Comma, the Commander

If you are an editor, you know the power of comma. If you are not, ask editors about it; they will talk about it for days. Comma is the punctuation equivalent of Lord Krishna, taking various incarnations to decimate the satans of the reading and writing world, helping thwart the evil. To paraphrase Bhagavat Gita,

Whenever there is a decay of comprehensibility and growth of incongruity, to protect the reader, to destroy the wicked, the Comma manifests itself, through the pages.

Have you ever ruminated the roles a comma can play? To separate, to connect, to help emphasize, to introduce, to substitute, and what not. The comma is omnipotent and omnipresent. Comma is the Krishna of the world of words, the commander of us mortal editor Arjuns who wage an everyday Kurukshetra against the evil of loss-of-meaning, the Incomprehensibility.

Okay, before you think that I’m rambling, I’ll tell you why.

Let’s begin with the simplest: The primary use of commas is in lists, with an option to use the serial comma a.k.a. the Oxford comma.

Commas are used to separate independent clauses with coordinating conjunctions, to separate parenthetical phrases or clauses, and to separate a word or phrase for emphasis.

Commas are used to introduce as after introductory phrases or to introduce other elements, such as equations and quotations

Commas are used to leave some trailing thoughts, giving the reader some more food for thought.

Commas can do so many other errands: these errands are so very mechanistic, not warranting a place here. For example, they are added after abbreviations such as “e.g.” in American English, separate the date and the year – again, in American English – and so on.

But what is more alluring to me is providing us with the most sophisticated punctuation weaponry, commandeering the editing war with ease.

Did you notice that for each of the roles listed above, there are alternative punctuation marks? Come, let’s explore.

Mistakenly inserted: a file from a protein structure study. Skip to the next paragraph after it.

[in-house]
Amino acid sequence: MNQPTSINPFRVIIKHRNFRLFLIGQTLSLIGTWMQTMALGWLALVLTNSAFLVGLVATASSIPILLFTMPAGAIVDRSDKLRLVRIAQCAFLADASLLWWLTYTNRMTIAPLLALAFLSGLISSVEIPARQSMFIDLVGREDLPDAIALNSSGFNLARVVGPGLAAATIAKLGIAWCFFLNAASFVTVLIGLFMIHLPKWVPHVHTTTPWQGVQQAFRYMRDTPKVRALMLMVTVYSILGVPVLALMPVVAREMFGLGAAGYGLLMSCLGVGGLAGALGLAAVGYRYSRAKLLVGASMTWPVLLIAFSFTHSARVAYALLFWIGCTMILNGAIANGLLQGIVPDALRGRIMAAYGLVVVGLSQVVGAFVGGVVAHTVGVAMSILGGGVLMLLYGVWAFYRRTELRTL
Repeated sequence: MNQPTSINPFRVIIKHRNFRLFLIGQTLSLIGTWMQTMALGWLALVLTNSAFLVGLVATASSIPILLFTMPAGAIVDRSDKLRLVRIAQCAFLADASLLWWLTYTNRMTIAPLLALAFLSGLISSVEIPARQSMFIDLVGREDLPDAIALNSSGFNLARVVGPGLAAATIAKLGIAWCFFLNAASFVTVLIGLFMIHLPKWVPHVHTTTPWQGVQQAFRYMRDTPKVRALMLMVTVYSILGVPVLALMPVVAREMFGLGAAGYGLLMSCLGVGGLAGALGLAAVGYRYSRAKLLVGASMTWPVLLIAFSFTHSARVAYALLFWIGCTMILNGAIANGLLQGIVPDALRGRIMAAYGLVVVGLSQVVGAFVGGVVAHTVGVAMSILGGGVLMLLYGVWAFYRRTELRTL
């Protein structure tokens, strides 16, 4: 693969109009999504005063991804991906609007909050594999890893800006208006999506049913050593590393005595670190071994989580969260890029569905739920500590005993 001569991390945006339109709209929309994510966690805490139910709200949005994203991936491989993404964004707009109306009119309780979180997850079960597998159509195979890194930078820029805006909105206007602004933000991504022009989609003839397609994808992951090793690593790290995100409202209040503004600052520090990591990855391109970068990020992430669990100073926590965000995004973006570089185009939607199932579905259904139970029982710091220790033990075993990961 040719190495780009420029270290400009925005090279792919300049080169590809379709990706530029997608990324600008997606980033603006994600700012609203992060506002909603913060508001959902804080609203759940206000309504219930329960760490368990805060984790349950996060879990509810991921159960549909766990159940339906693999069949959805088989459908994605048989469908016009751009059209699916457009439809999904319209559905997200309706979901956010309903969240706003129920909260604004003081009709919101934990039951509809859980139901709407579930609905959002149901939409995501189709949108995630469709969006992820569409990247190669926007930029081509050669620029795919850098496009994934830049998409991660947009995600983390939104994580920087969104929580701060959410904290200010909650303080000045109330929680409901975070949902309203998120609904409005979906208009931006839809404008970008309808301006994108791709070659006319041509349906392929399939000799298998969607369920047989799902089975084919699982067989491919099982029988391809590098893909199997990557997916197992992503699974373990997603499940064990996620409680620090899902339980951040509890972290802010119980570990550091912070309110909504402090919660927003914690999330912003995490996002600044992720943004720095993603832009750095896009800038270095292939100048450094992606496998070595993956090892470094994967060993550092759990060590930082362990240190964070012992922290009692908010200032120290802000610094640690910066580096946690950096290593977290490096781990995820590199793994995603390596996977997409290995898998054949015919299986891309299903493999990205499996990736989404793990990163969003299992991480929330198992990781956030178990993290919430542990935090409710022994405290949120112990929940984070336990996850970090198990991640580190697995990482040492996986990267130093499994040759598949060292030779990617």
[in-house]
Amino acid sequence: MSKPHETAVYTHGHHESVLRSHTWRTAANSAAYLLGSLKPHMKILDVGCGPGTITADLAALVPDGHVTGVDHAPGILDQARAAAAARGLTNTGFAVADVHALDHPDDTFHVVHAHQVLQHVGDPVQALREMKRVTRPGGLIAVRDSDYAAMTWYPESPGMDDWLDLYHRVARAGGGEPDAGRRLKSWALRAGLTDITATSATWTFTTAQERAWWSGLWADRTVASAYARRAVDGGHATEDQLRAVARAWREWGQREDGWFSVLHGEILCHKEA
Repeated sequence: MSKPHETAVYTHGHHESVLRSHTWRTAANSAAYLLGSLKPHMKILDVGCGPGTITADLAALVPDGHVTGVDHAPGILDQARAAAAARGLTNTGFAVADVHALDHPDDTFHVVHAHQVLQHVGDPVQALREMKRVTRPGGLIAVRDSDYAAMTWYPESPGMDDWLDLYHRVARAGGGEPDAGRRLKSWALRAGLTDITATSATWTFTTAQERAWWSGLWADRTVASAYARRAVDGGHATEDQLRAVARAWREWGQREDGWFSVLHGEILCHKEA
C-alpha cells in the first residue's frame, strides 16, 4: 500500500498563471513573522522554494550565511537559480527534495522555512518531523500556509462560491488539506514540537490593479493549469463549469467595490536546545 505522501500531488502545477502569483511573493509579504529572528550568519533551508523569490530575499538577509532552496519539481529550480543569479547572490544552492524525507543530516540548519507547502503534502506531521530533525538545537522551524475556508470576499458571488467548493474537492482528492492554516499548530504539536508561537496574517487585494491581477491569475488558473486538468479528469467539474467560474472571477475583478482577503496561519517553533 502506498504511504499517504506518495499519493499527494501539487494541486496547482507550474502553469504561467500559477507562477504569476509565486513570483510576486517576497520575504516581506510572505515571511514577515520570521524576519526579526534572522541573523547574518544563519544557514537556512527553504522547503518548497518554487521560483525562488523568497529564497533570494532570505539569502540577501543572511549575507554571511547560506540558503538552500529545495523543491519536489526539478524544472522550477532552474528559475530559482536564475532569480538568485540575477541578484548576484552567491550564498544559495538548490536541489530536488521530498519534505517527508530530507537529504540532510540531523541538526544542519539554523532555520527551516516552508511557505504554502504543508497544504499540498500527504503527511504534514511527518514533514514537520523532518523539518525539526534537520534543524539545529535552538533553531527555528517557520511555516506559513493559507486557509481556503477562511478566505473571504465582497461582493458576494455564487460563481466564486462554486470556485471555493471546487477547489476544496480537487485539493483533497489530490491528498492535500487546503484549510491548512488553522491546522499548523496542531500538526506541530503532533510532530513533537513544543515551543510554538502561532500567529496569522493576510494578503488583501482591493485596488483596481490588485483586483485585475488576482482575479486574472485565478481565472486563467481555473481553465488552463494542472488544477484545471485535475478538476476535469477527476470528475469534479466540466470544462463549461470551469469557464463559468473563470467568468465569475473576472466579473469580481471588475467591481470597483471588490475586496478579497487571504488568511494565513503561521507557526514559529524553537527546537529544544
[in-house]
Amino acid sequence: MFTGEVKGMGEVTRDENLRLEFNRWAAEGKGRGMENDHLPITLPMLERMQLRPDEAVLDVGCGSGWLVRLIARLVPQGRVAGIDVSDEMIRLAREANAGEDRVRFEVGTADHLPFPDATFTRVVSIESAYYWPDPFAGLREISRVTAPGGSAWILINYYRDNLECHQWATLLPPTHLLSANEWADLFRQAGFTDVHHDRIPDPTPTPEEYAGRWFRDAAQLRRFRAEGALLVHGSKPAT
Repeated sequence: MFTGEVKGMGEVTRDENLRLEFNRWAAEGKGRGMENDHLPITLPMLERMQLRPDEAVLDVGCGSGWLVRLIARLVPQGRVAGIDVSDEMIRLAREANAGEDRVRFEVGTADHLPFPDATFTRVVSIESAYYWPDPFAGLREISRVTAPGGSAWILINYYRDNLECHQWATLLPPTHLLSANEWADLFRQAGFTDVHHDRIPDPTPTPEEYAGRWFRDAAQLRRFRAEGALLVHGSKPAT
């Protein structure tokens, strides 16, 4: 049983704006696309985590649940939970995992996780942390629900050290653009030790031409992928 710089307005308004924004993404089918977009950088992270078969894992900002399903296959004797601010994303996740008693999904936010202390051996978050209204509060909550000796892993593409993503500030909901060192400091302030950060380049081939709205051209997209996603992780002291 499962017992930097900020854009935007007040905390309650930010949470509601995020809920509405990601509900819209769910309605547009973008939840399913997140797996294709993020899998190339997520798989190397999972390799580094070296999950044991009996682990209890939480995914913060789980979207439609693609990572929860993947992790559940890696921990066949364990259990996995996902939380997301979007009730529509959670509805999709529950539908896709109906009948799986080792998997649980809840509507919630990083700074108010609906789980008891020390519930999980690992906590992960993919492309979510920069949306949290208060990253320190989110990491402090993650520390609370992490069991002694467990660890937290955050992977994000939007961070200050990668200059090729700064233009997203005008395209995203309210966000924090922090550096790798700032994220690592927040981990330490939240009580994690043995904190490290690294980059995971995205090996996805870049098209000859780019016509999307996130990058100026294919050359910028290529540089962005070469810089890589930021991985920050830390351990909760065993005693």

One most frequent appearance of commas is to separate items in a list. What if things get complicated? What if the items of the list themselves are lists? What if all or some of the list items already have commas? Will it not look like a comma litter? If only there is a better way…

There is. In the form of a semicolon. Semicolons separate list items if the list items either have internal commas or are lists within lists. They easily stand in the shoes of commas. Oh, yeah, there is that serial semicolon, too.

A second instance where comma is most needed is to separate parenthetical elements. These can be phrases, clauses (especially non-defining relative clauses), appositives, and the like. Depending on the importance of the parenthetical element, the pair of commas that separate them can be replaced either by a pair of parentheses or by a pair of parenthetical dashes. The unimportant or lesser important details find shelter within a pair of parentheses; however, if the phrase needs to be emphasized, a pair of dashes are needed.

This choice can sometimes be obvious: I can immediately think of manufacturer details in the Methods section of scientific articles, which take parentheses. Sometimes it may not: At the beginning of this paragraph, I initially tried to enclose the phrase “especially non-defining relative clauses” within dashes. However, I ended up with parentheses as the second dash would clash with the separator comma; the dash being  stronger would swallow the comma, but would be inadequate to express the end of the list item. So I decided the phrase can go within the parentheses, perhaps with some loss of emphasis.